Features  |   January 2017
Remembering Vigilance in the Age of Technology
Article Information
Cardiovascular Anesthesia / Central and Peripheral Nervous Systems / Patient Safety / Technology / Equipment / Monitoring / Features
Features   |   January 2017
Remembering Vigilance in the Age of Technology
ASA Monitor 01 2017, Vol.81, 18-20.
ASA Monitor 01 2017, Vol.81, 18-20.
No matter where we go or what we do, technology is an integral and ever-increasing part of our lives. This is true in our homes, our cars and certainly in our O.R. and non-O.R. procedural areas. Over the past 50 years, technology has flourished within the periprocedural world, significantly improving patient safety with real, measurable reductions in morbidity and mortality.1 
We have come a long way since the days of William Morton.2  Our first ether anesthetics, documented on paper records in 1895, contained little more than observations of pulse, respiration and temperature (Figure 1).3  Pulse oximetry, auto-cycling non-invasive blood pressure and disconnect alarms all evolved in the 1970s and 1980s, improving clinical workflow and patient safety.4,5  The late 1990s saw the advent of infusion pumps with drug libraries that are now the standard of care throughout the world.6  The early 2000s brought development of brain state monitoring7  and the past decade has seen the rise of cerebral oximetry.8  The next decade promises to bring improved brain state monitoring with real-time, target-controlled anesthesia.9 
1 Comment
January 7, 2017
Scott Springman
University of Wisconsin-Madison
Don't lose low-tech in high-tech medicine

I applaud the authors' warning about distractions. When I was learning to fly a small plane, my instructor would try to bombard me with distractions to prove a point and then say, "Stop! Just look out the window and fly the plane."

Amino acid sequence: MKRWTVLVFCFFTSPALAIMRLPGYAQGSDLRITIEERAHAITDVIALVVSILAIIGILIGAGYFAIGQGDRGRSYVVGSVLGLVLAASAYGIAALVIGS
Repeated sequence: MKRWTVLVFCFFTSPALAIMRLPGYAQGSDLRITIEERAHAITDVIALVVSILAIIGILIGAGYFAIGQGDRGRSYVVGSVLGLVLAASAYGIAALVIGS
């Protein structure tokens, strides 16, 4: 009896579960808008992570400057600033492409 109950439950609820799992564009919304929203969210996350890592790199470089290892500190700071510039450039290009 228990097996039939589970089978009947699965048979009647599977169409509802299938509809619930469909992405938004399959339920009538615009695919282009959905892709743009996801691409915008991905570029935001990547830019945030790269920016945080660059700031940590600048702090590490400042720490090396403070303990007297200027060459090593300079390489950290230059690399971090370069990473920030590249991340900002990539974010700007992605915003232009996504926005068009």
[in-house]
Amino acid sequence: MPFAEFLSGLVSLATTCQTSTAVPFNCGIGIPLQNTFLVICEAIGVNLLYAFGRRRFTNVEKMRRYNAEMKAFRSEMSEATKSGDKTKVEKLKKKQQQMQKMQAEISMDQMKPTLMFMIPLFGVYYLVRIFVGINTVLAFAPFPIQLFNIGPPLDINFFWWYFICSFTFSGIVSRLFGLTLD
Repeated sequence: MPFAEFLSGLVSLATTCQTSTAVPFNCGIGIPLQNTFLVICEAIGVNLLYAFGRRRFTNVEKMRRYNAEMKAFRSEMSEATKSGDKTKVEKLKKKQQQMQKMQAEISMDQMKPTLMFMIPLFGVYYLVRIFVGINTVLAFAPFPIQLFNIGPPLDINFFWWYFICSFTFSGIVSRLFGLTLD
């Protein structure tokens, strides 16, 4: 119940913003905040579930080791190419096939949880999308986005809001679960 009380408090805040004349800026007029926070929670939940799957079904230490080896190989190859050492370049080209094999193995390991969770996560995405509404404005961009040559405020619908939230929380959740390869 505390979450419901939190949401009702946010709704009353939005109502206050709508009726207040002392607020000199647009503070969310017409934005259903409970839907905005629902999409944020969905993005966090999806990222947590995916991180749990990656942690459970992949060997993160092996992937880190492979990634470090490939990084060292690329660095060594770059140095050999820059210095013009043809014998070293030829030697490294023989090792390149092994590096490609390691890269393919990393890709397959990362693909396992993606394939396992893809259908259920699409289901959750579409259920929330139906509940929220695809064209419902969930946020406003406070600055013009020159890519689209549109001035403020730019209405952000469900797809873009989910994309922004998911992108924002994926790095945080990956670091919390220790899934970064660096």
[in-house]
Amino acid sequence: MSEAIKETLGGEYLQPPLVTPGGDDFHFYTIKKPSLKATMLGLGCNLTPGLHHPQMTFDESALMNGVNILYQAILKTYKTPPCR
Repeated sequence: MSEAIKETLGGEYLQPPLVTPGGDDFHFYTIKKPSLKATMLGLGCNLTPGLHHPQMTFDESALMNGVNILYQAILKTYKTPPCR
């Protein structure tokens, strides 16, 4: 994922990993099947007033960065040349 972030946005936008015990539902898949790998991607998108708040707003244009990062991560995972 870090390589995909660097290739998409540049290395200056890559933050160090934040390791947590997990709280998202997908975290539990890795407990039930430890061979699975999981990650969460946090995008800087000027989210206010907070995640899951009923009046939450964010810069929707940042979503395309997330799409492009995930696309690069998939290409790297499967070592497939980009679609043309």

I have a version of that I use when I teach anesthesia to residents and students. I also encourage them to not fixate on the monitors and devices. In fact, in an era of multiple electronic monitors, there remains tremendous value in actually viewing the patient in front of you (!) and, for example, listening to breath and heart sounds. Pre- and post-procedure, listening to what the patient says, rather than only talking at the patient, will improve both patient safety and satisfaction. 

I tend to be an early adopter of technology, but I also recognize that our brains can assimilate only so much at any one time. We need better clinical decision support in our devices and EHRs in order to overcome our human limitations. We also need to be sure we don't lose sight of the basics of care, while being inundated with data input from all around us.

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